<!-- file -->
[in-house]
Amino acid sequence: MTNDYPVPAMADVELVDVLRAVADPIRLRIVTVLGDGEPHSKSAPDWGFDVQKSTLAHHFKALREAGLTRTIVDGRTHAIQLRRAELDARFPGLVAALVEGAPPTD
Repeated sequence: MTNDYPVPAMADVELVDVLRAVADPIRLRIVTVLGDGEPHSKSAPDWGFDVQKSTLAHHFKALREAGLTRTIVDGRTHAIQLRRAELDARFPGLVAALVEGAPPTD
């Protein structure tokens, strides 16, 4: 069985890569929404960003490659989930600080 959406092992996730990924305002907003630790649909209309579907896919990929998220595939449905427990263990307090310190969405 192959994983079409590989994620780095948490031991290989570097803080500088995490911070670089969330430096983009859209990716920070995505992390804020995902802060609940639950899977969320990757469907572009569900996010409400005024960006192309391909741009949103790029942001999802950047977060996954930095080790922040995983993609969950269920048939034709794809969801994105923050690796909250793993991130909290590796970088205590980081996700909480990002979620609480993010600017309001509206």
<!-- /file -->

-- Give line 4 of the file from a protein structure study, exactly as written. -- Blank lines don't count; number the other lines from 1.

């Protein structure tokens, strides 16, 4: 069985890569929404960003490659989930600080 959406092992996730990924305002907003630790649909209309579907896919990929998220595939449905427990263990307090310190969405 192959994983079409590989994620780095948490031991290989570097803080500088995490911070670089969330430096983009859209990716920070995505992390804020995902802060609940639950899977969320990757469907572009569900996010409400005024960006192309391909741009949103790029942001999802950047977060996954930095080790922040995983993609969950269920048939034709794809969801994105923050690796909250793993991130909290590796970088205590980081996700909480990002979620609480993010600017309001509206």